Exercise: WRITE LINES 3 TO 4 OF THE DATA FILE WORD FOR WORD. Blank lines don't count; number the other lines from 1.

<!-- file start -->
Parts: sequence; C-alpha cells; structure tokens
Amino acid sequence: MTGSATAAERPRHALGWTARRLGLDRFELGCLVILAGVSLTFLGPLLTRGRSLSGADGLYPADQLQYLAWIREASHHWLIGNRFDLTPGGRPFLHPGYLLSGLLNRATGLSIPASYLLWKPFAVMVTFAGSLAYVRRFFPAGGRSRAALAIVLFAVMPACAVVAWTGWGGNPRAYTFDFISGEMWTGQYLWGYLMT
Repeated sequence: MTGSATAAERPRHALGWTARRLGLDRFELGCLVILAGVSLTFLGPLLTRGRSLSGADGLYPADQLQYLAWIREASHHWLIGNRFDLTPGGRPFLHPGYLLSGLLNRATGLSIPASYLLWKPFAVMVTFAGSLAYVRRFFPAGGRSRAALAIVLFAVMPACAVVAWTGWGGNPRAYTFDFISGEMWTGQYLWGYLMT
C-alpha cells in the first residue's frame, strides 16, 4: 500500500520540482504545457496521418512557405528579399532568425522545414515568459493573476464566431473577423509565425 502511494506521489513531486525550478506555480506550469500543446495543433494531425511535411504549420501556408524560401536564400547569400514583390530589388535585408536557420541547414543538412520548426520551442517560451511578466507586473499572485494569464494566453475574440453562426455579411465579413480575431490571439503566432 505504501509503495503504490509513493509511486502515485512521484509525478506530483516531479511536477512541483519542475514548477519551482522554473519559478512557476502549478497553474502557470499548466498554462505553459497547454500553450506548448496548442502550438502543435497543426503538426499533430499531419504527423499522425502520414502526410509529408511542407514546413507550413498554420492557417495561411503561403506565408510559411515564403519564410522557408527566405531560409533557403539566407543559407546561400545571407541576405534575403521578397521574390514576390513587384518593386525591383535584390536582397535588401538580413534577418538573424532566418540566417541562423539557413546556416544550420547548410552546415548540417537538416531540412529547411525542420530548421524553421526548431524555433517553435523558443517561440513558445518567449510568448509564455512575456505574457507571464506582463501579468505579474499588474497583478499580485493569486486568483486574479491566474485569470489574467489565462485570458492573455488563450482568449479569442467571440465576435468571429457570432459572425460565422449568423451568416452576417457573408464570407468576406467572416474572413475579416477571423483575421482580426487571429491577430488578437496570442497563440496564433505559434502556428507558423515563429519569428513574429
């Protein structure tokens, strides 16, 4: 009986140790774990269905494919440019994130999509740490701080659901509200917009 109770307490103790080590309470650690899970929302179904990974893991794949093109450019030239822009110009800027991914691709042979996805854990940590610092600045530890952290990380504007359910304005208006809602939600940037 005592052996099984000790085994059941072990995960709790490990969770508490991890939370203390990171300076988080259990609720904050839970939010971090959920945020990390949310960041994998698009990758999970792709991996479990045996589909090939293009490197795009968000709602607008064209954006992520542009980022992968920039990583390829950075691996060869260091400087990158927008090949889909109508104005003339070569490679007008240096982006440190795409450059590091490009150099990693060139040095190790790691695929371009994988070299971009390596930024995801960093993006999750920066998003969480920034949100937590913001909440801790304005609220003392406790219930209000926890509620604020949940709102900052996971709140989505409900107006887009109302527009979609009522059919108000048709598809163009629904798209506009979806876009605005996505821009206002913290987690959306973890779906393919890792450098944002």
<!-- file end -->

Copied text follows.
Repeated sequence: MTGSATAAERPRHALGWTARRLGLDRFELGCLVILAGVSLTFLGPLLTRGRSLSGADGLYPADQLQYLAWIREASHHWLIGNRFDLTPGGRPFLHPGYLLSGLLNRATGLSIPASYLLWKPFAVMVTFAGSLAYVRRFFPAGGRSRAALAIVLFAVMPACAVVAWTGWGGNPRAYTFDFISGEMWTGQYLWGYLMT
C-alpha cells in the first residue's frame, strides 16, 4: 500500500520540482504545457496521418512557405528579399532568425522545414515568459493573476464566431473577423509565425 502511494506521489513531486525550478506555480506550469500543446495543433494531425511535411504549420501556408524560401536564400547569400514583390530589388535585408536557420541547414543538412520548426520551442517560451511578466507586473499572485494569464494566453475574440453562426455579411465579413480575431490571439503566432 505504501509503495503504490509513493509511486502515485512521484509525478506530483516531479511536477512541483519542475514548477519551482522554473519559478512557476502549478497553474502557470499548466498554462505553459497547454500553450506548448496548442502550438502543435497543426503538426499533430499531419504527423499522425502520414502526410509529408511542407514546413507550413498554420492557417495561411503561403506565408510559411515564403519564410522557408527566405531560409533557403539566407543559407546561400545571407541576405534575403521578397521574390514576390513587384518593386525591383535584390536582397535588401538580413534577418538573424532566418540566417541562423539557413546556416544550420547548410552546415548540417537538416531540412529547411525542420530548421524553421526548431524555433517553435523558443517561440513558445518567449510568448509564455512575456505574457507571464506582463501579468505579474499588474497583478499580485493569486486568483486574479491566474485569470489574467489565462485570458492573455488563450482568449479569442467571440465576435468571429457570432459572425460565422449568423451568416452576417457573408464570407468576406467572416474572413475579416477571423483575421482580426487571429491577430488578437496570442497563440496564433505559434502556428507558423515563429519569428513574429